Tuesday, April 05, 2022


Title: Paradox Lake

Author: Vincent Zandri

Publisher: Oceanview Publishing

Pages: 336

My GoodReads Rating: ⭐⭐


I understand that the whole stalker-single mom trope has been done to death, but I still opted to read this one because I haven’t read too many books of this kind. And I do believe that even the most done-to-death idea can be interesting if the writing is good.

Here sadly, it wasn’t so.


Theodore “The Wolf” Peasley, held guilty of the rape, murder and mutilation of 12-year-old Sarah Anne Moore in 1986 at Paradox Lake, has just been released after 33 years in a maximum security prison. The system believes that he is no longer the criminal that he used to be, and is no longer a threat to society. However, in the minutes before he is released, Fr Sean O’Connor, the prison chaplain, realises that Theodore is just as vile and evil. He, and we, fear the worst.

Single mum Rose Conley has experienced tragedy. Having lost her older daughter, Allison, to leukemia and her husband, Charlie, to suicide, her younger daughter, Anna, now 12 years old, is all she has. Hoping to bond with Anna, before turbulent teenage hormones take over, she books herself and Anna, into an Air BnB in an isolated, off-the-grid town called Paradox Lake, where they’ve rented the old Moore house. She has taken a semester off her work at the university where she teaches art and sculpture, and hopes to sculpt while homeschooling Anna. 

What she doesn’t know is that the Wolf is on the prowl and Anna could be in real danger.


The book is written in the present tense, in the third person PoV of the Wolf and the first person PoV of Rose. I appreciate the author for the narrative, for the details that helped to root us into the story.


You don’t have to be a parent to stress over the outcome of that situation. Right away I was fully invested in the plot, and I didn’t even know the characters well yet. Two vulnerable characters thrown in the middle of their worst nightmares.

And that’s where the trouble started. Having started well, however, it was all downhill from there. The author made Rose opt for the lamest of choices.


Rose was probably the stupidest character ever to be caught in danger. She did everything wrong, hiding the truth about Sarah from Anna, when she should have completed her research and packed and set off for home at the earliest. Metaphorically speaking, she’s the idiot horror movie character who runs into, not away from, the haunted house.

Rose’s penchant for talking to her dead husband and daughter wasn’t the problem, but her ability to receive advice from them that matched exactly the deluded action she planned to take certainly was. Nor could I understand the nonchalance with which she proceeded to drink alcohol when she had a child to look after and was stuck in the middle of nowhere, and could not afford to lose control over herself. Even when her worst nightmare comes to pass, she needs, in her own words, “the calming effects of the alcohol.”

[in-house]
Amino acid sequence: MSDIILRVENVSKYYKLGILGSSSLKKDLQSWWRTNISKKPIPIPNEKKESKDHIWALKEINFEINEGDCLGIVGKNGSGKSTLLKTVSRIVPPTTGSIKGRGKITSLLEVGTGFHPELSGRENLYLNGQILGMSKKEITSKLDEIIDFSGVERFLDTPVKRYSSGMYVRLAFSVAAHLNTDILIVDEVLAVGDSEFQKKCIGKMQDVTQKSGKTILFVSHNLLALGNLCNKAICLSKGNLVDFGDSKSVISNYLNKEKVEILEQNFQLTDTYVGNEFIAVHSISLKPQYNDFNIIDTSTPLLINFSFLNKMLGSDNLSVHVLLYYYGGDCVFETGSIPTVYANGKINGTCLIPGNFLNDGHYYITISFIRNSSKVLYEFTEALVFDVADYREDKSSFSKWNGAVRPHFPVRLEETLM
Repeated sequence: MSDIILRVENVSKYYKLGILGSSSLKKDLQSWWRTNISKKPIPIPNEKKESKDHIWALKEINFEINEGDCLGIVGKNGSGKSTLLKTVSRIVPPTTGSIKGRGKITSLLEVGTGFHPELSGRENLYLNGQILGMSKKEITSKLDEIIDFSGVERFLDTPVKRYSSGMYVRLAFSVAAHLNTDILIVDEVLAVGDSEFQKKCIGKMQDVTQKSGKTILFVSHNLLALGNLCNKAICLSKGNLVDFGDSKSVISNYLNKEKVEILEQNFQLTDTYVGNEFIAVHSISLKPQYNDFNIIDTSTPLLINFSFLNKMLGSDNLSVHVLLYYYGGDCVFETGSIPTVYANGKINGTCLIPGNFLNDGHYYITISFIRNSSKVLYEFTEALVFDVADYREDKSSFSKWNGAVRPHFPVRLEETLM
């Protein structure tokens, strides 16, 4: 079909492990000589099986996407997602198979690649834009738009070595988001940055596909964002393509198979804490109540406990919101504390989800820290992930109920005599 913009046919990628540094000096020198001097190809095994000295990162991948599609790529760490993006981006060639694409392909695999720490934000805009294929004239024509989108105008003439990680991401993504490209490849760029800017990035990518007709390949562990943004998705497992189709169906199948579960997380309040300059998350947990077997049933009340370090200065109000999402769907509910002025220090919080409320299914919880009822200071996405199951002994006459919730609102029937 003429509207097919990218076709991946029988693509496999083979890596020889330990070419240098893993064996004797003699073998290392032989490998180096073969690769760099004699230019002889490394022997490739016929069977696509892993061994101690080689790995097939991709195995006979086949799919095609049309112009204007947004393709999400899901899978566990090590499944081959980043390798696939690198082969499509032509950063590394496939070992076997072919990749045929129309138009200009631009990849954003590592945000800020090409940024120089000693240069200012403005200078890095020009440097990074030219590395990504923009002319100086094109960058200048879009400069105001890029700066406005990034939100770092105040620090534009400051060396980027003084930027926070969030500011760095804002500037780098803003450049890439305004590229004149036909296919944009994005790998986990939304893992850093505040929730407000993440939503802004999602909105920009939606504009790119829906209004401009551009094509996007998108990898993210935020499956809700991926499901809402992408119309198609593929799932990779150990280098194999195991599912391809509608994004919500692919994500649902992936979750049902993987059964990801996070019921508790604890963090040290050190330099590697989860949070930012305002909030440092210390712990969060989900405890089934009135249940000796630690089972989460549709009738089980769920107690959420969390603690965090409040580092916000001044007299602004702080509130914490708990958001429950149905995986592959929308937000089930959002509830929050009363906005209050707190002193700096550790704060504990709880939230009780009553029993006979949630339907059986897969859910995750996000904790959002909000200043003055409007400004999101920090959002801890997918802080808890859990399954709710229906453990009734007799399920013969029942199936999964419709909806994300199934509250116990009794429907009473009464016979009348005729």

The fact that the author is a male trying to write from a female PoV is evident. Does he really think that women think nothing of stripping naked in front of their kids, especially when the daughter is 12? On another occasion, Rose comes across a secluded beach and strips naked. What if someone were to come along? There are several references to the phrase, birthday suit, that are tedious. I was also put off by the gratuitous descriptions of the sex and violence.

The book was riddled with typos and errors. For example, And the blood, she runs thick. At another point, Rose tells us that she has tinsel strength. Did she mean tensile?

The constant use of names in a conversation of two people is another bother.


I wish the author had bothered to learn a little more about Catholics before foisting Catholicism on the characters. Catholics don’t hold rosary beads and whisper One Our Father after another as Rose tells us that Tim is doing.

The story seeks to bring the horror of the old children’s story, Little Red Riding Hood, into real life. The author constantly points out the danger by harping on the What-Big device as a way of conjuring horror. But there’s only so much of What Big Hands/Teeth/Tongue/Eyes etc that a reader can take. After a while, the excessive foreshadowing from the Wolf’s PoV becomes tiresome, undermining the whole effect.

Spoilers below: Stop reading here if you don't want to read them.


Spoilers: There was no explanation for how Tony reached Rose in time to save her. How did he know where to find her? She hadn’t told him anything. Nor are we given any indication of how Tony happened to get a bad feeling on the very day when the worst was about to come to pass.

Rose believes Tim, a man she met hours ago, when he says that Ed is harmless even though her own instincts are warning her that something is off with the man. Even when the name, Theodore, smacks her hard with its uncanny, unbelievable coincidence, she doesn’t question it.

She doesn’t even find it odd that Tim is being touchy feely with Anna or that he says she is attractive.

She justifies the belief by believing in Tim’s goodness, based on his good looks and others positive traits. The romance with Tim distracts her from the real danger. Once the romance takes off, she completely forgets about Anna’s educational needs. What’s worse, she seems to forget that she had initiated this trip in order to spend more time with her daughter. Suddenly leaving Anna alone in the house is not a problem at all.

It is the height of coincidence that Fr O’Connor, the Prison Chaplain, is the priest at the local Catholic church in Paradox Lake.


(I read this book on NetGalley. Thank you to the author, the publisher and NetGalley.) 

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